Important Concepts Behind Writing Effective, Response-Pulling Headlines

On average, 5 times as many people read the headline as the body copy.

In fact, a headline is more than just a quick line of text that tells us what stories and articles are about.  An effective headline nails your readers’ ATTENTION and INTEREST  when they are flipping through a magazine, opening a mail or walking down the street.

An effective headline whets your readers’ appetite and gets them to commit some of their time to read the ad because they may find the offer in the headline enticing or even arousing.

So before you write your headline, ask yourself these questions:

  • Who is your target audience?
  • Who are you communicating to?
  • What is the type of languaging that will motivate your readers to respond to your promise, invitation or offer?
  • What is your story about?
  • Is your story interesting enough to hold your readers’ attention?
  • How do you want your readers to react to your call to action?

So What Makes an Effective Headline?

An effective headline:

  • Not just stands out – It offers clear information and describes exactly what your offer, service or product is about, because most people, especially Asian readers, don’t want to spend time solving puzzles.
  • Is concise – because most people hate to read long headlines. Understand that most people would rather scan for key words that matter to them. So if your headline is too long (I’d put it to more than 18 words), readers won’t read it at all and will move on to another section of your ad.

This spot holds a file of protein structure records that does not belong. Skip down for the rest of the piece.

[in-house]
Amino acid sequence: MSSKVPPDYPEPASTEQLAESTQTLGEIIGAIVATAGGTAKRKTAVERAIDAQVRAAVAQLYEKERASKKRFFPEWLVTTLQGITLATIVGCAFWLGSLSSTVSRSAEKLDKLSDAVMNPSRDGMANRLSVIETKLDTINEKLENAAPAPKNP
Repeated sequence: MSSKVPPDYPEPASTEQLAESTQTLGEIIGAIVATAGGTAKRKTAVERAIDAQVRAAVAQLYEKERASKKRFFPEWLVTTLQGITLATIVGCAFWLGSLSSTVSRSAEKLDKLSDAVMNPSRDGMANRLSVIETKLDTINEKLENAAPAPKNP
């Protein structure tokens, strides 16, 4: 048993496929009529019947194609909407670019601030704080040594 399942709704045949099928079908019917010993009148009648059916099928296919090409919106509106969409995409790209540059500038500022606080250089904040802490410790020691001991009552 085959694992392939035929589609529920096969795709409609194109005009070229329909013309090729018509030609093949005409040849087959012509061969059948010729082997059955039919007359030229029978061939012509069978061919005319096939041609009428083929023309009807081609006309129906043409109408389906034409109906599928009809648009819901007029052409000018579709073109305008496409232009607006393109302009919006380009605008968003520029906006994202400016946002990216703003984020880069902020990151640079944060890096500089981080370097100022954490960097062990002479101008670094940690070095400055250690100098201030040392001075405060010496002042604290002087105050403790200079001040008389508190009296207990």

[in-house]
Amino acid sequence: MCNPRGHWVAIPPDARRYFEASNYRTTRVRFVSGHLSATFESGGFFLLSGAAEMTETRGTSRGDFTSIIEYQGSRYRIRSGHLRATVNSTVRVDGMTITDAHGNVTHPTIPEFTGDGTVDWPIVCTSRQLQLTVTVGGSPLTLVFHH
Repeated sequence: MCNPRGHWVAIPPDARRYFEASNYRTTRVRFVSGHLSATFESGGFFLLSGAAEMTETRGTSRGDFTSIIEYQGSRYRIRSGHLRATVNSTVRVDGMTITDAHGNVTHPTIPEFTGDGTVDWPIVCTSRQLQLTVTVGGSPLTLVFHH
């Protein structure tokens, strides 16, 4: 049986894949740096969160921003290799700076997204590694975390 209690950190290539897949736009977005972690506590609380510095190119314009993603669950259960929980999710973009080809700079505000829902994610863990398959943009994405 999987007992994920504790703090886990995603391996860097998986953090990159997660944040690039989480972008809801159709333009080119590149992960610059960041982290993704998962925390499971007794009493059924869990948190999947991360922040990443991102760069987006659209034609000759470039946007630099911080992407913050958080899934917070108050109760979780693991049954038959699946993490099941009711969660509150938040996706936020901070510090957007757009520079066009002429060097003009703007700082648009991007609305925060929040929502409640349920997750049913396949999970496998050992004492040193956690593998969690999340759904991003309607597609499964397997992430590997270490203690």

• Is more focused towards selling than being clever – One of the most common mistakes people make when they first start writing headlines is being too clever. One possible reason is their exposure to what they’ve seen, read or heard…in magazines, or on tv and radio. While witty headlines peppered with puns, humor and clever wordplay  attract the attention of judges in advertising competitions, in the real world of sales and business, not many people have the time to think about and understand what your “clever” headline is trying to say. In the worst case scenario, all that clever wordplay and humor could work against an inexperienced writer who is less skilled in the art of subliminal advertising. Always remember that the purpose of your headline is to get your sales message clearly across. Sales matter. Awards are secondary.

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